'To my daughter, Amelia Dorsett, the sum of four hundred dollars, loaned to her some years ago. I give and bequeathe to my daughter, Ann Marshall, the sum of four hundred dollars, and hereby appoint my daughter, Susan G. Beall, her trustee, to hold and retain the whole amount in her hands, and let the said Ann Marshall, wife or Robert Marshall, have some part or parcel of the money occasionally, as she may stand in need, but to be paid out to her at the discretion of my trustee, Susan G. Beall.' of the marriage articles. Its granting part limits the use of the fund exclusively to Mrs. Marshall's own use and benefit; there is no disposition of the property in the event of her death; as, for instance, to the next of kin of the devisee. In Watt v. Watt, 3 Ves. 244, Garrick v. Camden, 14 Ves. 372, and in Bailey v. Wright, 18 Ves. 49, the cases turned on a provision, that for want of appointment the property should go over to the next of kin of the deceased; and this was held to be a limitation that excluded the husband, he not being of the next of kin. But we think there is no doubt, that, if such a limitation over had not existed, the English courts would without hesitation have adjudged the fund to the husband. Such is the plain inference from these and other cases of the same class. On the wife's death, he is entitled to all the undisposed of choses in action of the deceased wife. This fund was not disposed of at her death; it does not belong to the trustee, and is subject to be distributed according to the laws of Maryland, and by these laws the husband is entitled, in exclusion of the next of kin of the deceased wife. As to this fund, the bill will be sustained, and for so much the decree will be reversed. And the bill of Amelia T. Dorsett will also be retained as part of the proceeding in the court below on the cause being remanded there for further proceedings; when the Circuit Court will take an account between the complainant, Robert Marshall, and Susan G. Beall, in which they will charge the complainant with any moneys he may owe said Susan G., and for the balance of the sum of four hundred dollars, with such interest as the court may find to be reasonable and proper; a decree will be rendered for said Marshall, either out of the moneys due from Amelia T. Dorsett, or out of the fund in the hands of Susan G. Beall, the trustee. And it is ordered, that one half the costs of this appeal be paid by the appellant, Robert Marshall, and that the other half of said costs be paid by Susan G. Beall out of the trust fund of fifteen hundred dollars in her hands; and that as to all other costs, the court below shall adjudge their payment on the final decree as in the discretion of that court may be deemed proper.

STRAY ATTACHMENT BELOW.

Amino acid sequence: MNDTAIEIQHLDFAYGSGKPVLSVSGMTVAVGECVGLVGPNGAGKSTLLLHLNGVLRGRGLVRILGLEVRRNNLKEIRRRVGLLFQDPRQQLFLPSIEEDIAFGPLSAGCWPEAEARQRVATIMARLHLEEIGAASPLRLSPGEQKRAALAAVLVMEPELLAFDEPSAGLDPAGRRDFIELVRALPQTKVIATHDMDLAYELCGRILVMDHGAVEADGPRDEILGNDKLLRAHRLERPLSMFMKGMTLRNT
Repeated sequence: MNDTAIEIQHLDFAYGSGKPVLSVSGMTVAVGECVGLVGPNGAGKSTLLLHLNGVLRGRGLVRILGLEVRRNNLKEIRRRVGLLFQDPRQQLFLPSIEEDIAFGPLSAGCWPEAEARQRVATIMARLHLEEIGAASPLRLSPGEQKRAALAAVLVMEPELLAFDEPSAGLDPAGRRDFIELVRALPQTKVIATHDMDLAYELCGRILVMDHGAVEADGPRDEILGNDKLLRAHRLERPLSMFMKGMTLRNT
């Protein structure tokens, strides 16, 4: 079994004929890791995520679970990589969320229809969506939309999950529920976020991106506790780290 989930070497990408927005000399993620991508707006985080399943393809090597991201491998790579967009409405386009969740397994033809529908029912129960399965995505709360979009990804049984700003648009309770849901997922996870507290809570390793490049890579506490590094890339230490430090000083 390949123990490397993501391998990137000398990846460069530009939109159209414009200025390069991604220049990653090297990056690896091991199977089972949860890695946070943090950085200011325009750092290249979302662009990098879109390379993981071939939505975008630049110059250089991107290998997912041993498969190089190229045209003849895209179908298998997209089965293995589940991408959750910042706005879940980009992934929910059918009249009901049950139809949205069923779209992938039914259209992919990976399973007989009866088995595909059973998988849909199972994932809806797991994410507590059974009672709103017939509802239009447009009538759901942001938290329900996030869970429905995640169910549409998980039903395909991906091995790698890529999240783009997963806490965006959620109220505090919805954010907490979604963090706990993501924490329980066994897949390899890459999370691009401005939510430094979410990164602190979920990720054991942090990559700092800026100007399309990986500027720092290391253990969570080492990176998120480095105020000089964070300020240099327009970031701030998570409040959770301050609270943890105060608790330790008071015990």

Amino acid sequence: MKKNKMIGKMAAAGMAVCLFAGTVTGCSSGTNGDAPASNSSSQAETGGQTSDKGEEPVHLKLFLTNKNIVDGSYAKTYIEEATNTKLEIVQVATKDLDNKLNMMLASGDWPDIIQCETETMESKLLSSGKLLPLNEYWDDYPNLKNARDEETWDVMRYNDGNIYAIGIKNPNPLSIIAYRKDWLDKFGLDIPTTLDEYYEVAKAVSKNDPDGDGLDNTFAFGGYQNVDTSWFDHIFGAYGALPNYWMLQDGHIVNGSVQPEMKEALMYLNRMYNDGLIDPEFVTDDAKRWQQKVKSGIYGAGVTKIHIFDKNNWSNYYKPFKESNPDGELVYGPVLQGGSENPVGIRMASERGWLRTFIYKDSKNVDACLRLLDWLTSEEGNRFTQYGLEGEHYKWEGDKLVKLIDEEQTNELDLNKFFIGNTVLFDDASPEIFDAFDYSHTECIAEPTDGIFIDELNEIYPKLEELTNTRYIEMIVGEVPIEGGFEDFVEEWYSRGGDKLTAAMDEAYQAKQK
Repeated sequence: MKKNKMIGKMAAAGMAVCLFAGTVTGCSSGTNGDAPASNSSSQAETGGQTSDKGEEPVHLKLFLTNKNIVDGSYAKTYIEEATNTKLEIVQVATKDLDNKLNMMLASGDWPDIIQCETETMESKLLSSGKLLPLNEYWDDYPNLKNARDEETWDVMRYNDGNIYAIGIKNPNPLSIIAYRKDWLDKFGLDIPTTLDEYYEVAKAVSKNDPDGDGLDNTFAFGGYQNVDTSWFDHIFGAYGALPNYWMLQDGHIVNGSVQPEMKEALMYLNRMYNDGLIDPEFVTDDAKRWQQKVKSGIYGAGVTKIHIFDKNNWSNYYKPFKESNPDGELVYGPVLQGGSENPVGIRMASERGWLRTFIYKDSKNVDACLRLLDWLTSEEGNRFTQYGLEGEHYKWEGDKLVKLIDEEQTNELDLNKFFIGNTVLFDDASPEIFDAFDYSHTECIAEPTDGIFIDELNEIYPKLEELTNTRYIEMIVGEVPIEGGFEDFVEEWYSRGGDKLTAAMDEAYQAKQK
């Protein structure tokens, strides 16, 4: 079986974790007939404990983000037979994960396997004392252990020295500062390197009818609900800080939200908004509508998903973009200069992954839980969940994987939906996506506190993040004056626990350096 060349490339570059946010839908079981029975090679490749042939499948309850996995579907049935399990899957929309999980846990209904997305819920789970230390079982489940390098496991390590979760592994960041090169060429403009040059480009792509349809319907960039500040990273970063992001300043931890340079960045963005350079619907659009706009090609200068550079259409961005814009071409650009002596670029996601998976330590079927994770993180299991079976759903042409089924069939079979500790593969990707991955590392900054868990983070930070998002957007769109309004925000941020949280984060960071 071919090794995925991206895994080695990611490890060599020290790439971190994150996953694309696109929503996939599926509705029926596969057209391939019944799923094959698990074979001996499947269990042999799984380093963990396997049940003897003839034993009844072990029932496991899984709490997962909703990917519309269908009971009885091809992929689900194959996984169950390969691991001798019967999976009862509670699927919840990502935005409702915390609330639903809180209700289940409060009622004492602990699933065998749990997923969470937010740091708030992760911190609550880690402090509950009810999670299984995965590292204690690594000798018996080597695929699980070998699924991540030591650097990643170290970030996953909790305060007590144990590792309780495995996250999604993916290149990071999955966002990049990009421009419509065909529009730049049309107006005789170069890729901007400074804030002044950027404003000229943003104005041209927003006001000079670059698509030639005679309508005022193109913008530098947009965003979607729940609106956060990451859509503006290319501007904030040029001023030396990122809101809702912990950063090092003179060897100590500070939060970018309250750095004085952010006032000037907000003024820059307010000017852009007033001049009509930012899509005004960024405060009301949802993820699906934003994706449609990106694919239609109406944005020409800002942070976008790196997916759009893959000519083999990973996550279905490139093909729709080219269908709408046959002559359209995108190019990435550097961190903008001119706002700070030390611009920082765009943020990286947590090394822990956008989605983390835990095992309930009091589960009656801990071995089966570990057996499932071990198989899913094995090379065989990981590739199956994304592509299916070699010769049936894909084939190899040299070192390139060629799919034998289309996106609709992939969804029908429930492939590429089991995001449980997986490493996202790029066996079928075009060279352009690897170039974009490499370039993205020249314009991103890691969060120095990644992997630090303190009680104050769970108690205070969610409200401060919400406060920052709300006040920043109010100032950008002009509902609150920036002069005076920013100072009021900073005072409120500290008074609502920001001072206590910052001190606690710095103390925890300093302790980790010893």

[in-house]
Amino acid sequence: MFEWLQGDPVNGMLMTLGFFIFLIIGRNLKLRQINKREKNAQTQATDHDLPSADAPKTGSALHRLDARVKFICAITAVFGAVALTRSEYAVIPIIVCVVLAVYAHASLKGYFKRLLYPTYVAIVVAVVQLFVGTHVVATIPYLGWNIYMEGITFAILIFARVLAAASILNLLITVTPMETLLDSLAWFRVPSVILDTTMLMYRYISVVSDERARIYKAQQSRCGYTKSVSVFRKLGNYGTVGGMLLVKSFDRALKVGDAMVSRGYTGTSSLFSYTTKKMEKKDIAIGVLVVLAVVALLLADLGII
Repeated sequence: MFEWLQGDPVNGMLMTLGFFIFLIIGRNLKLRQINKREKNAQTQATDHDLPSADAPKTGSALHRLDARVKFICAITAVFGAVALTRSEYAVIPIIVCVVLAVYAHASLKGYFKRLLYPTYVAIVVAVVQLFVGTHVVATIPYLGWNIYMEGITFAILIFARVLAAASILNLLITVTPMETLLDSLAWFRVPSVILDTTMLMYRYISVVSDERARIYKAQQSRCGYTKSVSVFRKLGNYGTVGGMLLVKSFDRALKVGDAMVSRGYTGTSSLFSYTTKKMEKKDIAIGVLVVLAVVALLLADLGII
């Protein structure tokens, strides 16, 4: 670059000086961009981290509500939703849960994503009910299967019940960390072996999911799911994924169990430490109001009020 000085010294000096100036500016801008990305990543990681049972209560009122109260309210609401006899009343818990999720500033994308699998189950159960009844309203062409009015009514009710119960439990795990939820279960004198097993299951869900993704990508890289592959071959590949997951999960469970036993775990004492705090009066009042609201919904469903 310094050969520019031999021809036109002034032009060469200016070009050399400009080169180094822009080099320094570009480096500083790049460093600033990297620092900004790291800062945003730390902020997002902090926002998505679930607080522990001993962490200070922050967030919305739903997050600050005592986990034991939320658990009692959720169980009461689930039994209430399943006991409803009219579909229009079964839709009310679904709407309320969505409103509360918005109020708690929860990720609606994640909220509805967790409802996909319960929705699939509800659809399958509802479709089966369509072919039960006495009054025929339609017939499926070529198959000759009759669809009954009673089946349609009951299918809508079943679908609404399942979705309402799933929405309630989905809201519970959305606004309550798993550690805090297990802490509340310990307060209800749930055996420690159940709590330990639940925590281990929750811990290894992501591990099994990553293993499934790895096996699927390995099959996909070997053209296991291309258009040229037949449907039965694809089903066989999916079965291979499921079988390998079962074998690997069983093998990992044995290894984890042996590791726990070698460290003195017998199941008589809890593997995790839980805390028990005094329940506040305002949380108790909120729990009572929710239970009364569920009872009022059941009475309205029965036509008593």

This cause came on to be heard on the transcript of the record from the Circuit Court of the United States for the District of Columbia, holden in and for the county of Washington, and was argued by counsel. On consideration whereof, it is now here ordered and decreed by this court, that the decree of the said Circuit Court in this case be and the same is hereby reversed, and that this cause be and the same is hereby remanded to the said Circuit Court, to be proceeded with in conformity to the opinion of this court, and that each party pay his own costs in this court.